Another stunner, "Going to Breathe Again", opens with a tinny breakbeat, tosses up one exquisitely sculpted guitar verse reminiscent of The Shins in both sound and quality, and ends on a surprise compromise between the two. Following this level of sophistication, it's hard to go back to, say, The Postal Service, or any other band that dresses up verse/chorus/verse structures in IDM drag and calls its job done.

NNHM's songs have a tendency to melt around our ears. "Woke Up to Find" is a Moebius strip of a ballad living inside its own ambient intro: A simple main melody is clearly forthcoming-- almost present-- but never quite pulls itself into focus. Elsewhere, a perfect-pop verse disappears suddenly in a swirl of elements, swallowed up by the very organs and chimes that made it pleasant to begin with. The real wonder is that there's not a jarring turn on the album: All transitions seem to heed their own dreamlogic. Mutations are often subtle and gradual. My uneducated guess about Namelessnumberheadman's production methods is that they sample tidbits of their songs in real time, proceed to digitally twist them into abstraction, then un-twist back. What results is a weirdly humanistic, highly accessible approach to experimental electronics.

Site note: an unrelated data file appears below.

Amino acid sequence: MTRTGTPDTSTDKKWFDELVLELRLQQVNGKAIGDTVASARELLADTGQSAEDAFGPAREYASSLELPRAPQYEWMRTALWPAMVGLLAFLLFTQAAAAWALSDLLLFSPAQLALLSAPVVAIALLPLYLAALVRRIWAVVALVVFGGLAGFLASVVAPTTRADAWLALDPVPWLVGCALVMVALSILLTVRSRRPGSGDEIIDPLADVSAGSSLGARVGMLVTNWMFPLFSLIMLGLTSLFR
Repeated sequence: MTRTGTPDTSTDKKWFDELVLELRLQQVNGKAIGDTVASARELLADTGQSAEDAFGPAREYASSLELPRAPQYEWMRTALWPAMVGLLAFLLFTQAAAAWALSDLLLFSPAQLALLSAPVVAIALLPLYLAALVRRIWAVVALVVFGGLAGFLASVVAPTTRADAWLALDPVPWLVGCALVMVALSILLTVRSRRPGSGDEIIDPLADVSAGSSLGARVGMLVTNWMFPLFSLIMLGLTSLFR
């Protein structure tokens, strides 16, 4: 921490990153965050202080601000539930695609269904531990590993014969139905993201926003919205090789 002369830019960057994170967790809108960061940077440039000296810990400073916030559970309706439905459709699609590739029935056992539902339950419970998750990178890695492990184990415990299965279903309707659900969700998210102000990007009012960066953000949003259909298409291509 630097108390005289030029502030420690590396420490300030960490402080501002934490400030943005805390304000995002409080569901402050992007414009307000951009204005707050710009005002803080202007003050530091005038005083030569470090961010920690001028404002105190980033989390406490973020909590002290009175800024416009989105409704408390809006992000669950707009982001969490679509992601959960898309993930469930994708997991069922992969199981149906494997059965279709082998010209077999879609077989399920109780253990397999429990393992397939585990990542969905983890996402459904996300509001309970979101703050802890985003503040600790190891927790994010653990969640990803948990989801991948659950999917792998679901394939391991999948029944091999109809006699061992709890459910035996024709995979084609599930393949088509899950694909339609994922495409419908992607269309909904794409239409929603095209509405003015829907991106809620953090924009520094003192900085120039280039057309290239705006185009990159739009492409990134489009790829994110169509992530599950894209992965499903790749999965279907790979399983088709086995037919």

Your Voice Repeating is an album shot through with digital pulses, yet there's not a single moment where you don't feel the hand on the button. Namelessnumberheadman succeed in creating a technocratic pasture where machines are given souls but don't turn on their masters. The album's title, and a short song that contains it, spell out the band's manifesto better than I could: Your voice, even put through the rude mechanics of repetition, is still your voice.

-Michael Idov, June 17th, 2004
- Pitchfork Media

"Top 10/20/50 of 2004"

Pitchfork Media - #8 on Michael Idov's top 30 albums of 2004; #42 on Joe Tangari's top 50 albums of 2004
Pop Matters - #6 on Dave Heaton's top 20 of 2004
Indie Workshop - Jake Haselman's top 10 list for 2004
Coke Machine Glow - #32 on the CMG'sTop 50 of 2004
Sonic Spectrum - #2 Honorable Mention on Robert Moore's Top 10 albums of 2004. - Various